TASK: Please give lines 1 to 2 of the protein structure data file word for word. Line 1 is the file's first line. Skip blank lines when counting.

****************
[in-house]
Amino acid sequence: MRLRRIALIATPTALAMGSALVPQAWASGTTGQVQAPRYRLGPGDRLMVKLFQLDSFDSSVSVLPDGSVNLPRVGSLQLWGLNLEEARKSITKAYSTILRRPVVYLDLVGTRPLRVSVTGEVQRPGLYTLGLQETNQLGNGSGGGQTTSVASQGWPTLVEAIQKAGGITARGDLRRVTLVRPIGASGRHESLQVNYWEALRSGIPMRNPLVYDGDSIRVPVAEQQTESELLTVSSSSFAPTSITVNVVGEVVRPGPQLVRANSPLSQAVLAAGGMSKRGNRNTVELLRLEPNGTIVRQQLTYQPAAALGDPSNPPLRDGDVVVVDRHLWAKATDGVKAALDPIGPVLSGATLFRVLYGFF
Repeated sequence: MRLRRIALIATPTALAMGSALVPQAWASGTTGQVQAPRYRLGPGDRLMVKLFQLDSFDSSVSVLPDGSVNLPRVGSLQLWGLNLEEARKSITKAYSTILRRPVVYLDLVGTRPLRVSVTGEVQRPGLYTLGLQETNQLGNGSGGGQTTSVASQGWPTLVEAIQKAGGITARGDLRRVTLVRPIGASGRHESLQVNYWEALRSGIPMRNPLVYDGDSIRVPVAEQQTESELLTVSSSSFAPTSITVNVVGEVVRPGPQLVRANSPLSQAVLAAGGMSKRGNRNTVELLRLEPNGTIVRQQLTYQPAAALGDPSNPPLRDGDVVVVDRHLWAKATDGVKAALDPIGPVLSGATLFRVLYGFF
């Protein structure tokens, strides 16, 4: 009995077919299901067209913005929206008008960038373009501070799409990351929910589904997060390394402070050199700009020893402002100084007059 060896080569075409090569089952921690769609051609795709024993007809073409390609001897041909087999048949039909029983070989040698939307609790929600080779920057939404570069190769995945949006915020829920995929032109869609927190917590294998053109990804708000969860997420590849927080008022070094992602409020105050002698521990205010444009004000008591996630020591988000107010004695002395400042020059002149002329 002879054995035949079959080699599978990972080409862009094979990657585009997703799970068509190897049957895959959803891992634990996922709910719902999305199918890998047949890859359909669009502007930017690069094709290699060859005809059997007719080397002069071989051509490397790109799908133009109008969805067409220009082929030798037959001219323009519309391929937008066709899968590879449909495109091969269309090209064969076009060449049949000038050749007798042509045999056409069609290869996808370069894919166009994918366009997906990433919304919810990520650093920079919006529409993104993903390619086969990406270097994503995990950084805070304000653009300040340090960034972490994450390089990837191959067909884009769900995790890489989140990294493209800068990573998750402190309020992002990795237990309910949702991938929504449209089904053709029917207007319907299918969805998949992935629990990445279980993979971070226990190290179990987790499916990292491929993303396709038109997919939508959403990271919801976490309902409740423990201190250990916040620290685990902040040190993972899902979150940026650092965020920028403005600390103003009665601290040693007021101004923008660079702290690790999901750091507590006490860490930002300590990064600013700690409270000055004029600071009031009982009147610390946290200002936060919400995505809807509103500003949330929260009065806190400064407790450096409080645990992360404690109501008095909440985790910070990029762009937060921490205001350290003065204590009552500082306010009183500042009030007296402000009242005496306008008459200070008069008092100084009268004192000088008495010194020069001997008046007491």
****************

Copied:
[in-house]
Amino acid sequence: MRLRRIALIATPTALAMGSALVPQAWASGTTGQVQAPRYRLGPGDRLMVKLFQLDSFDSSVSVLPDGSVNLPRVGSLQLWGLNLEEARKSITKAYSTILRRPVVYLDLVGTRPLRVSVTGEVQRPGLYTLGLQETNQLGNGSGGGQTTSVASQGWPTLVEAIQKAGGITARGDLRRVTLVRPIGASGRHESLQVNYWEALRSGIPMRNPLVYDGDSIRVPVAEQQTESELLTVSSSSFAPTSITVNVVGEVVRPGPQLVRANSPLSQAVLAAGGMSKRGNRNTVELLRLEPNGTIVRQQLTYQPAAALGDPSNPPLRDGDVVVVDRHLWAKATDGVKAALDPIGPVLSGATLFRVLYGFF